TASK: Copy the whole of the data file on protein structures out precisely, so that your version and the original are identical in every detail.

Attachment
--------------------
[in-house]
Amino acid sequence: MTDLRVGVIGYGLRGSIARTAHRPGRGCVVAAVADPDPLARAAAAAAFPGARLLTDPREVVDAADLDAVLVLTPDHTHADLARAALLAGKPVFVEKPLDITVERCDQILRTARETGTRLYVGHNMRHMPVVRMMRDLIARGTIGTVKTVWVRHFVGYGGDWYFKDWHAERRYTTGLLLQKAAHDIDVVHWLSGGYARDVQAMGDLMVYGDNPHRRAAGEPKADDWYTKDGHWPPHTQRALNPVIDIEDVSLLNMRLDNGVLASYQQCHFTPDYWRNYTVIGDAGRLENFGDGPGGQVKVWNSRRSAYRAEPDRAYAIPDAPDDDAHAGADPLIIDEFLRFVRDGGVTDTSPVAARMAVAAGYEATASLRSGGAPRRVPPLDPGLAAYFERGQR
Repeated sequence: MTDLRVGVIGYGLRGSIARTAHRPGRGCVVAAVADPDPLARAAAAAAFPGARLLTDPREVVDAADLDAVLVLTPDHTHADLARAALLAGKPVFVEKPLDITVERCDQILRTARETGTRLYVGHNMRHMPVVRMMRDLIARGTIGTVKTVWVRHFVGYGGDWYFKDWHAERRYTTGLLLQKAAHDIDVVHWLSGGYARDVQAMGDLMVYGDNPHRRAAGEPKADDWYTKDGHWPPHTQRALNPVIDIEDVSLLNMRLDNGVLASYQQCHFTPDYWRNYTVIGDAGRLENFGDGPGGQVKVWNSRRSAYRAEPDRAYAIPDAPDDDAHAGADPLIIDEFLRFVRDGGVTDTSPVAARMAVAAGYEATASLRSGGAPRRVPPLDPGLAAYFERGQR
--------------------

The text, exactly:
[in-house]
Amino acid sequence: MTDLRVGVIGYGLRGSIARTAHRPGRGCVVAAVADPDPLARAAAAAAFPGARLLTDPREVVDAADLDAVLVLTPDHTHADLARAALLAGKPVFVEKPLDITVERCDQILRTARETGTRLYVGHNMRHMPVVRMMRDLIARGTIGTVKTVWVRHFVGYGGDWYFKDWHAERRYTTGLLLQKAAHDIDVVHWLSGGYARDVQAMGDLMVYGDNPHRRAAGEPKADDWYTKDGHWPPHTQRALNPVIDIEDVSLLNMRLDNGVLASYQQCHFTPDYWRNYTVIGDAGRLENFGDGPGGQVKVWNSRRSAYRAEPDRAYAIPDAPDDDAHAGADPLIIDEFLRFVRDGGVTDTSPVAARMAVAAGYEATASLRSGGAPRRVPPLDPGLAAYFERGQR
Repeated sequence: MTDLRVGVIGYGLRGSIARTAHRPGRGCVVAAVADPDPLARAAAAAAFPGARLLTDPREVVDAADLDAVLVLTPDHTHADLARAALLAGKPVFVEKPLDITVERCDQILRTARETGTRLYVGHNMRHMPVVRMMRDLIARGTIGTVKTVWVRHFVGYGGDWYFKDWHAERRYTTGLLLQKAAHDIDVVHWLSGGYARDVQAMGDLMVYGDNPHRRAAGEPKADDWYTKDGHWPPHTQRALNPVIDIEDVSLLNMRLDNGVLASYQQCHFTPDYWRNYTVIGDAGRLENFGDGPGGQVKVWNSRRSAYRAEPDRAYAIPDAPDDDAHAGADPLIIDEFLRFVRDGGVTDTSPVAARMAVAAGYEATASLRSGGAPRRVPPLDPGLAAYFERGQR